Social Housing Policy Challenges in Tasmania

By Francis-Brophy, Ellie; Donoghue, Jed | Australian Journal of Social Issues, Summer 2013 | Go to article overview

Social Housing Policy Challenges in Tasmania


Francis-Brophy, Ellie, Donoghue, Jed, Australian Journal of Social Issues


Introduction

This paper considers the types of discourse that senior public housing and Non-Government Organisation (NGO) housing managers use to articulate and explain changes in social housing provision in Tasmania, between 2003-10. We suggest that the Tasmanian housing reform agenda is reflective of policy changes in other Australian states. This period marked a time of policy change affecting social housing supply and policy discourse, which were heavily influenced by neo-liberal practices favouring multi-actor governance models and financing.

It has been suggested that governance changes can promote a more sustainable social housing system that is responsive to the needs of the modern state. New actors in social housing governance can generate structural shifts in organisational, legislative and regulatory frameworks (Nygaard et al. 2007), but they also trigger competing logics within social housing markets and mechanisms. We suggest that the 'contestation' of neo-liberal practices needs to be understood in the light of new modes of governance 'that are part and parcel of the neoliberal project' (Miller 2007: 224).

Urban research scholars such as Raco (2003: 77) cite the need to adopt a 'change in methodological focus towards the empirical practices of government and less concern with abstract theorisations.' We recognise the structural transformations associated with neo-liberal processes in social housing (Ruming 2005). This research proposes that negotiations between state and non-state actors in social housing can help to ground theoretical understandings of neo-liberal practices. By reflecting on the course of social housing reform in Tasmania it is possible to provide an account of neo-liberalism at a regional level.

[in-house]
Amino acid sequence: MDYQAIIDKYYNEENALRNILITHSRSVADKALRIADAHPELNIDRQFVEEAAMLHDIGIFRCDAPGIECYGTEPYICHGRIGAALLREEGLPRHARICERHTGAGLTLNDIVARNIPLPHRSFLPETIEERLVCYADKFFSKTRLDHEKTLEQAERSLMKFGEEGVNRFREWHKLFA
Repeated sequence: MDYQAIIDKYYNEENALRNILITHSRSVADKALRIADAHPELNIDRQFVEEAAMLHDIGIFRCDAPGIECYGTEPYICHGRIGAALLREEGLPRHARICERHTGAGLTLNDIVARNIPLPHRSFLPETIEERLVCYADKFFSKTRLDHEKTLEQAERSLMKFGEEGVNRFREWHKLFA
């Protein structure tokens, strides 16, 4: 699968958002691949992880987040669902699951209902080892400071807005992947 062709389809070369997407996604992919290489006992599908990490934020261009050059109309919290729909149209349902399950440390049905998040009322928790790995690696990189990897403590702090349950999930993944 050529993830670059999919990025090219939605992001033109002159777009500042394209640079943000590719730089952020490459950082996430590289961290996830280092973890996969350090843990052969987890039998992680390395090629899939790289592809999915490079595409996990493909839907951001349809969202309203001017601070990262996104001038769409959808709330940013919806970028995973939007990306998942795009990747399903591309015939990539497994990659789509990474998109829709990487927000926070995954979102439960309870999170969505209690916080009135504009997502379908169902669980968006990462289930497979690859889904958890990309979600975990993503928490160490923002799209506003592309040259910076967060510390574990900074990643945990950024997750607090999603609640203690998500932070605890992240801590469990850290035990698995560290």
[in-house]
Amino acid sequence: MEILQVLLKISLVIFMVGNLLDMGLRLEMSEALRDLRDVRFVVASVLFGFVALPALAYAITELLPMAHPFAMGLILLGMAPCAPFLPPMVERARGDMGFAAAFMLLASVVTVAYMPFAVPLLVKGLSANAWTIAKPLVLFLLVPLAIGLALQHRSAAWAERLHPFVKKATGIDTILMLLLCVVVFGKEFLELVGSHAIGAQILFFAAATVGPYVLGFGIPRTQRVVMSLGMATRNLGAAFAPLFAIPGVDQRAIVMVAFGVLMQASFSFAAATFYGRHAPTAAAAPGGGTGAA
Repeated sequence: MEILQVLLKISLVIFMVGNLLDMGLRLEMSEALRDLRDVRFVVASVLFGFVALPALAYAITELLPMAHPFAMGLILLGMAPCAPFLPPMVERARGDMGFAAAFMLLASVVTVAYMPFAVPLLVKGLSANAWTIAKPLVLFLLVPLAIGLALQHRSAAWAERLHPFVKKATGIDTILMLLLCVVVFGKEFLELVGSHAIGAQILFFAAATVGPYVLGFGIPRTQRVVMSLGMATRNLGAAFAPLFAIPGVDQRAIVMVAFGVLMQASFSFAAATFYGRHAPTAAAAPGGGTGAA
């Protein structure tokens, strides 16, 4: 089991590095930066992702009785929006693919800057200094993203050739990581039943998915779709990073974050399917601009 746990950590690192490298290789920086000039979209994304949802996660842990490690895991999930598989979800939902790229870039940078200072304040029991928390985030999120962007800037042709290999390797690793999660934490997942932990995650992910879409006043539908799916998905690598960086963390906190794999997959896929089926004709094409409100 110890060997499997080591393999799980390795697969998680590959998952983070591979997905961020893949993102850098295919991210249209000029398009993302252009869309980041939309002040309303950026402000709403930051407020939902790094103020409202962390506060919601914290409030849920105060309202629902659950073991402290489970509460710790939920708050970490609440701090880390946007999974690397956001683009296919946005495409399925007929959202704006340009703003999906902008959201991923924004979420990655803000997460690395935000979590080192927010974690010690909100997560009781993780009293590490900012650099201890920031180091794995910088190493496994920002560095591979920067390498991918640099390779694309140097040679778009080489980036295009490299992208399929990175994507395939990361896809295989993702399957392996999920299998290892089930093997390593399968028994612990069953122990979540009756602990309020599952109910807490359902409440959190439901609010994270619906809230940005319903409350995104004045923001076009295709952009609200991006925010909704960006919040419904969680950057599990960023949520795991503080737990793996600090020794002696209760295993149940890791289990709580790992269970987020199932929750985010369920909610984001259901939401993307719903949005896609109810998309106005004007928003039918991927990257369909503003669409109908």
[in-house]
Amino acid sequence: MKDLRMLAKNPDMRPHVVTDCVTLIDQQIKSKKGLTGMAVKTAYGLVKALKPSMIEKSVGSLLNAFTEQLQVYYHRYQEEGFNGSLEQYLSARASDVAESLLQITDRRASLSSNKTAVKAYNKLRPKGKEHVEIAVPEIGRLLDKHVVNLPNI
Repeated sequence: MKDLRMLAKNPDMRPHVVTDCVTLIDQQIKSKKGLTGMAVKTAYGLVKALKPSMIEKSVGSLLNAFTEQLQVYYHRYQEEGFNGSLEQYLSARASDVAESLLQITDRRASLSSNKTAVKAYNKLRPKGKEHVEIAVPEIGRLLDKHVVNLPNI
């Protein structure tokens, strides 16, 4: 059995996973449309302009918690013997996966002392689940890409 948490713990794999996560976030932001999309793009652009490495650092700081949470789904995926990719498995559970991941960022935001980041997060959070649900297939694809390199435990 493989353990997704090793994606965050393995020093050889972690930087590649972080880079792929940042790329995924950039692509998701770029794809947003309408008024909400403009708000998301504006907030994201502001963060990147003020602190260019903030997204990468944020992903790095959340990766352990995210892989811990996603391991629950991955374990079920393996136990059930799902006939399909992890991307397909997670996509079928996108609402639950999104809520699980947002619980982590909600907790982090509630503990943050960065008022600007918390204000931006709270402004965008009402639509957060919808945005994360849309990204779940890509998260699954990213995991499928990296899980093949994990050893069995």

We understand neo-liberalism in terms of three related processes: privatisation, deregulation, and the reallocation of subsidies (Plant 2009: 6). Justifications for neo-liberal practices in social housing have emerged over time, in part as a financial solution to cash-strapped government agencies in Australia, and partly as active adherence to the 'small state' model of state welfare provision. This corresponded with strong political interest in private investment and partnerships in the provision of affordable and social housing in the final Commonwealth State Housing Agreement (CSHA 2003-2008). One of the principles guiding the Commonwealth and the States in the development of this Agreement was 'to promote innovative approaches to leverage additional resources into the social housing system, through community, private sector and other partnerships' (CSHA Bilateral Agreement Tasmania 2003).

This paper was guided by two research questions: First, in what ways do the discources of state and non-state actors articulate key elements of neo-liberal governance, as portrayed in the Affordable Housing Strategy? Second, do these discourses form a coherent application of neo-liberal political practices, or do they reflect competing, contradictory values? The paper contextualises attempts to involve non-government actors in Tasmanian social housing delivery--specifically in the formation of a not-for-profit (NFP) public unlisted company, Tasmanian Affordable Housing Limited (TAHL). The views of Housing Tasmania (HT) senior staff are considered in light of various social housing policy changes, and the associated policy development that NGOs experienced. In principle, the inclusion of new social housing actors required sharing of power and interests between the public and private sectors in order to increase cooperative governance and financial investment, but in practice this did not eventuate.